It's not as simple as a "loudness value" nor is it a relative volume level comparison between frequencies.
A speaker attempts to reproduce what is on the recording as accuarately as possible. Since we can hear in the range of 20 to 20kHz, most speaker specs cite this range. If the speaker was dead accurate, the "plus/minus dB" spec would be zero. What that means is that all frequencies would be reproduced AS RECORDED, not that all frequencies are the same volume or have no relative loudness between them.
But speakers are not accurate transducers. Some frequencies will not play at the same level as the recording; so they deviate from an "ideal". This ideal level is 0 db reference. So in your case, the +/- 3 db from 50 to 20kHz means that frequencies vary from the ideal by no greater than 3 db. But down to 40 hz, some frequencies vary by 6 db. Just a way of saying that the speaker plays down to 40hz but you may not hear much. In fact speakers play down to well below 20 Hz, it's just that you cannot hear it. The dB value at, say, 15 hZ could be - 18 dB.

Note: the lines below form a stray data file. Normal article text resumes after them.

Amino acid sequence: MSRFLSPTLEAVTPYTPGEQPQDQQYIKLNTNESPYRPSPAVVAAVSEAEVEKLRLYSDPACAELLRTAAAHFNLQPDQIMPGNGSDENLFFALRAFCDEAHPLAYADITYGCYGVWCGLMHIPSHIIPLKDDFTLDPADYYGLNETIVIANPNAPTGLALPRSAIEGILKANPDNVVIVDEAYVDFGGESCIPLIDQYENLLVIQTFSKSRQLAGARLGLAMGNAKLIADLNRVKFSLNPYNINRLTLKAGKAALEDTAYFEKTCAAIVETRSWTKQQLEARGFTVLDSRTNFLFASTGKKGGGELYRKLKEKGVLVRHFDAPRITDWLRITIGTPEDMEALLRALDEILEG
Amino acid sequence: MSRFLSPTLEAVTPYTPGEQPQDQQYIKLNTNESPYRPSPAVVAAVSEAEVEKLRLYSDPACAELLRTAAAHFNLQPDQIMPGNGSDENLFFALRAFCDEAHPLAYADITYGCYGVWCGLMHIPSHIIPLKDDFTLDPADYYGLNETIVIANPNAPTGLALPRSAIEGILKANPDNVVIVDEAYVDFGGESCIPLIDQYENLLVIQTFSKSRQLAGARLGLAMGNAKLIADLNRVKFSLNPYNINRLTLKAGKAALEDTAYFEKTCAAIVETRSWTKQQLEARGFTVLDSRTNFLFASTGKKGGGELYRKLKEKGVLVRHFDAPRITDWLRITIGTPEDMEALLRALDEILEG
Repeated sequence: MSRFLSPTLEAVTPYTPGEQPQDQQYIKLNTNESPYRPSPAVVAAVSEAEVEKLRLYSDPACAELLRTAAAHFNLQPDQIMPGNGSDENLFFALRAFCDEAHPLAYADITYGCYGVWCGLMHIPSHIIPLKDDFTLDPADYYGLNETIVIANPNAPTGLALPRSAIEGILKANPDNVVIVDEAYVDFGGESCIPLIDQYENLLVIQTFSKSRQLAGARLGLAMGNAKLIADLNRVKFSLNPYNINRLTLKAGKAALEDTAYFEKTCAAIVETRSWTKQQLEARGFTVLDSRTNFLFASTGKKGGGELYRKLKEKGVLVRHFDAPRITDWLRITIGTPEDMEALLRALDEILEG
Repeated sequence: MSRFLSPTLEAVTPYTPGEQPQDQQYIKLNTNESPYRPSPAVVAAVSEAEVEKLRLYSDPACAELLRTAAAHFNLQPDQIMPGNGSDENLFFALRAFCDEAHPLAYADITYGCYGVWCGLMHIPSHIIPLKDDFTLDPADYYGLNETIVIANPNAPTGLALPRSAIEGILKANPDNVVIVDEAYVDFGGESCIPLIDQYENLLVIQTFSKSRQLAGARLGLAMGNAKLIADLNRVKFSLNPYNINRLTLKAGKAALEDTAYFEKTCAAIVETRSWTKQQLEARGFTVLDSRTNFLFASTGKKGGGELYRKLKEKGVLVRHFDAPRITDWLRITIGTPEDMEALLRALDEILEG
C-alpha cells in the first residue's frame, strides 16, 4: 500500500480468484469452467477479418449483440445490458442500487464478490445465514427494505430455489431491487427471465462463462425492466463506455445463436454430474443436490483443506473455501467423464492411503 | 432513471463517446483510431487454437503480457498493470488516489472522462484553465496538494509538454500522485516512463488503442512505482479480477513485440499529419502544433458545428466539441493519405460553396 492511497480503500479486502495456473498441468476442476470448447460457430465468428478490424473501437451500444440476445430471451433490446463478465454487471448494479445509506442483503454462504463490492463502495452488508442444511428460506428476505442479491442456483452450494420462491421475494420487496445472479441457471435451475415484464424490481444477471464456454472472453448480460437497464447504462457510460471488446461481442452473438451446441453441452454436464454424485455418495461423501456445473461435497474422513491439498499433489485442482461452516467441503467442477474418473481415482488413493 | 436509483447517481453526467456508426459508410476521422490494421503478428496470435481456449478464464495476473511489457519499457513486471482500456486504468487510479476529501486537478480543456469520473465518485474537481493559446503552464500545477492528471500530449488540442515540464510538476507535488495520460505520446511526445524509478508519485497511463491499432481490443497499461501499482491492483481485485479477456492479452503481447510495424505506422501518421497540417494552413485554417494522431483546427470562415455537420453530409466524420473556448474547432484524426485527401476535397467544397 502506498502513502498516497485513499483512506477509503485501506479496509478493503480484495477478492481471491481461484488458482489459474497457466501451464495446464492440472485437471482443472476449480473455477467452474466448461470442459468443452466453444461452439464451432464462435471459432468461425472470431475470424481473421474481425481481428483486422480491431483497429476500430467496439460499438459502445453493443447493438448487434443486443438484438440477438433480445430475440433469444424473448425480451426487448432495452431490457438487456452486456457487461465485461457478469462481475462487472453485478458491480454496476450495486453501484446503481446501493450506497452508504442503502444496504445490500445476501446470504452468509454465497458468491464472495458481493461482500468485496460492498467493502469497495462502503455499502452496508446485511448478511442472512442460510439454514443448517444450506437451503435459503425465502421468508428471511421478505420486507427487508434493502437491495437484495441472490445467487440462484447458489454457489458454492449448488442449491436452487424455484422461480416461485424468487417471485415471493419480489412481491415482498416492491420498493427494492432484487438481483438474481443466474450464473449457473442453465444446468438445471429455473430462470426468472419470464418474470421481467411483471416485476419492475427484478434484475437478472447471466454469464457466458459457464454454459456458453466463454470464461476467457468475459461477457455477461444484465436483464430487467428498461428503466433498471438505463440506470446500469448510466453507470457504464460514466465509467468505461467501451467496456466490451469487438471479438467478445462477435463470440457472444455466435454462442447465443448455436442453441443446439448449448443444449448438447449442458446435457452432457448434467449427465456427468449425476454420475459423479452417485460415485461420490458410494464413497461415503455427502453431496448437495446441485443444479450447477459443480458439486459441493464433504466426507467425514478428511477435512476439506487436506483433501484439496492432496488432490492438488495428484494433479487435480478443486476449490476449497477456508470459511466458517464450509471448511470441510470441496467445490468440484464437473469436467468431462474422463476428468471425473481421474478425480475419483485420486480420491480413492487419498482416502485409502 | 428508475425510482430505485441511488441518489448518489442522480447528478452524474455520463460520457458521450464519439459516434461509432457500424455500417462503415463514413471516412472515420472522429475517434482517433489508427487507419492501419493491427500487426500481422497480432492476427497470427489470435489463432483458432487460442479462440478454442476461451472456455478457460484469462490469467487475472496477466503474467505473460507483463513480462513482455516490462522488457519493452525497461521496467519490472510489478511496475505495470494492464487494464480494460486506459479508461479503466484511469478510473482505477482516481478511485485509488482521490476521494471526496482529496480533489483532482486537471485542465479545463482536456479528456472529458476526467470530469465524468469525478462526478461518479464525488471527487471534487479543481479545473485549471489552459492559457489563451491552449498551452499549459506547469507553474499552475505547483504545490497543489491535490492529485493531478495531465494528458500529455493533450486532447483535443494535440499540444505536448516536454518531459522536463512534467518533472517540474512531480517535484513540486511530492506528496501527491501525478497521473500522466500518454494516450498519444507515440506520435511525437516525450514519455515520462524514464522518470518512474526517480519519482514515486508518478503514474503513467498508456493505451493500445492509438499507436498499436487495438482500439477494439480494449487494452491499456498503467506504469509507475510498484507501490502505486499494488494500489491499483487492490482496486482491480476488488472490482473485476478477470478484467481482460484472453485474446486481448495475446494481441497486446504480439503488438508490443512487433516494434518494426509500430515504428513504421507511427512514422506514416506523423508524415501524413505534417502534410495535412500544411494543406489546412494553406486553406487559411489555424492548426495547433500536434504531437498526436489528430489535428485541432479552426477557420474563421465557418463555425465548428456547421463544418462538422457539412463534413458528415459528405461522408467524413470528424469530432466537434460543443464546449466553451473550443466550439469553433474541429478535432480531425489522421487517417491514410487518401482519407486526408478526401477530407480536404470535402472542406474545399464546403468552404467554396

The other thing to note is that not all frequencies vary by the +/- db value. One, a hundred or a thousand frequencies can vary. Some vary by that value at both ends. For example, at 200 hz it can drop by (-3 dB) and at 500 Hz can rise by + 3dB. Within spec, but a hell of a 6 dB suckout at the midrange (3 db on each side equals 6 dB). Whereas if only one frequency varied by 6 dB in a 20 to 20 kHz (+/-6dB) range, all the rest of the frequencies would be zero variance and you'd have one of the best speakers in existence. Even though it's +/- 6 dB, it a lot better that one with a +/- 0.5 dB.
Specs are misleading with speakers. The above is one reason why.